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Salient. An Organ of Student Opinion at Victoria College, Wellington, N.Z. Vol. 9, No. 5. May 7, 1946

The odds...

The odds....

Mr. Higgin: "Inevitability of imperialism…too shrewd to wave flags…harnesses nationalism in front of the cart…Miss Patrick with the aid of Spanish I.

Miss Kelly: "No consistent policy for the last 50 years…dominated by electioneering power seekers,"

Mr. O'Klynn: "Did we depend on USA in vain?"

Mr. Collins: "USA insists on keeping the secrets of the atom bomb because she emerged from the war as the dominant imperialist power. The American century…China America's India…blatant intervention." Mr. Collins is our pick for Union Prize.

Mr. Solomon: "Insidious campaign to make NZ the 49th State…monopoly of the taxicab service… con-canonistic continuity."

Mr. Berry: "Things are not what they seem." But he seemed to be judging the debate.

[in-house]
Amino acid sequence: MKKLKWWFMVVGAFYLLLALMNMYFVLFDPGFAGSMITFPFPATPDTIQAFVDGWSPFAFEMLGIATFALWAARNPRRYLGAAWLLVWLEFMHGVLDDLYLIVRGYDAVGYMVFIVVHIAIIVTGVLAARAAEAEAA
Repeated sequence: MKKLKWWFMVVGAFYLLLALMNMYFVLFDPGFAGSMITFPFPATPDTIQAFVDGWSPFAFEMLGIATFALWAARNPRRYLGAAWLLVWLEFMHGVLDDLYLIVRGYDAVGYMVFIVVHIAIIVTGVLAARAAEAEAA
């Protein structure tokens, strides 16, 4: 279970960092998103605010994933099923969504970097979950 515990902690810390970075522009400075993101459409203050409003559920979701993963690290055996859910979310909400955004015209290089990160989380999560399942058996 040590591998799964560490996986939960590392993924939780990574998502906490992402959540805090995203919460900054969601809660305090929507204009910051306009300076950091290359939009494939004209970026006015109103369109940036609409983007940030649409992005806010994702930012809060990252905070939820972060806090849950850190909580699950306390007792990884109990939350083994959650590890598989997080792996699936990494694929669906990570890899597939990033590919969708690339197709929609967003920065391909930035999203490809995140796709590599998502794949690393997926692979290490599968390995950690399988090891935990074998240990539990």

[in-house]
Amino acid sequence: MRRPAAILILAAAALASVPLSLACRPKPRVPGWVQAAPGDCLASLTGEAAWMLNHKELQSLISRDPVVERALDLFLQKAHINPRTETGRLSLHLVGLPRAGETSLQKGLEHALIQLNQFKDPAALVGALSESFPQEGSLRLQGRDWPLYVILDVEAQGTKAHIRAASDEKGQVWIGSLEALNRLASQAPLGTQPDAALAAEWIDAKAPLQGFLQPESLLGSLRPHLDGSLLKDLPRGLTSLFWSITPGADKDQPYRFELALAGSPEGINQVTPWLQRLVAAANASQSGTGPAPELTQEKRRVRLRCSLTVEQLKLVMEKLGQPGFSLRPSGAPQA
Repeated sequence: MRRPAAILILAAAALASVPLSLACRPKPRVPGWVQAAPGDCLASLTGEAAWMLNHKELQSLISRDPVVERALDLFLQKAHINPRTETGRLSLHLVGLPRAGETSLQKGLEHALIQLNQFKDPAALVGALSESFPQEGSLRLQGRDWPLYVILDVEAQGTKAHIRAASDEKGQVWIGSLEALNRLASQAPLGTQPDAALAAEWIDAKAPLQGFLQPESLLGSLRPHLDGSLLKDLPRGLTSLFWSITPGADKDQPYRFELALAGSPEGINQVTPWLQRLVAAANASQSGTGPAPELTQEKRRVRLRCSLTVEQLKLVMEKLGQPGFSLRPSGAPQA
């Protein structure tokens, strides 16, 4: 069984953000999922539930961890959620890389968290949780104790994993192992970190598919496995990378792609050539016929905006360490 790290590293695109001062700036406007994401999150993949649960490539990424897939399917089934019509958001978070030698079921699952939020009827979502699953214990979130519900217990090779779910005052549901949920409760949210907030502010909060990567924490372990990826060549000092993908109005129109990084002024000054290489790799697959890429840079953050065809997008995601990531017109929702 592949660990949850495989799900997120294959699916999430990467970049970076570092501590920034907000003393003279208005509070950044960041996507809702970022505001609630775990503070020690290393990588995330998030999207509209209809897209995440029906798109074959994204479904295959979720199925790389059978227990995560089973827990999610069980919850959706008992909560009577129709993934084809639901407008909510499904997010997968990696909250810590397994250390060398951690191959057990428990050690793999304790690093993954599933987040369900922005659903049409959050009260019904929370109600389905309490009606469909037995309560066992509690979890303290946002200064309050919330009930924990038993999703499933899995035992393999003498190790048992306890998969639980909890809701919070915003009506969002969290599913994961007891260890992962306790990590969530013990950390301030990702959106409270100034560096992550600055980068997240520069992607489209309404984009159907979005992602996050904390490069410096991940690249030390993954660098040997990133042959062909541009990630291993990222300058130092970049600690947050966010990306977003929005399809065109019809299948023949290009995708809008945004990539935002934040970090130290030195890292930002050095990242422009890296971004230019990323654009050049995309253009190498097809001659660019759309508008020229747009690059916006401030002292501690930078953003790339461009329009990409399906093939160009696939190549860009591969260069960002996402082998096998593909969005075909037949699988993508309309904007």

Mr. Ron Smith: "A little pressure from the White House, and they get no more tooth-paste." (Int.: "Squeeze 'em.")

The Chairman, Mr. Nigel Taylor, intervened here, saying: "Some of the speakers are not trying to be humourous. Try to listen to them."

Mr. Ziman: "The atom bomb scientists work as if under Fascism. Science cannot flourish under these conditions."

Mr. O'Brien: "A verdict of not proven."

Mr. Lovell: "I just got up to correct a few facts. I read Harper's and the 'Readers' Digest.'

Mr. Hume: "Public opinion is against imperialism, wishes for peace and no foreign entanglements. Government has refused to obtain oil concessions in Saudi Arabia. Mexico has not constipated American assets."

Mr. Minogue: "Not imperialist but self-defence…just getting there to forestall a German rebirth in the Argentine, the Japanese in Java and the Russians in China."

During the counting of the votes, a familiar voice was heard to whisper: "You'd be surprised who's on our side."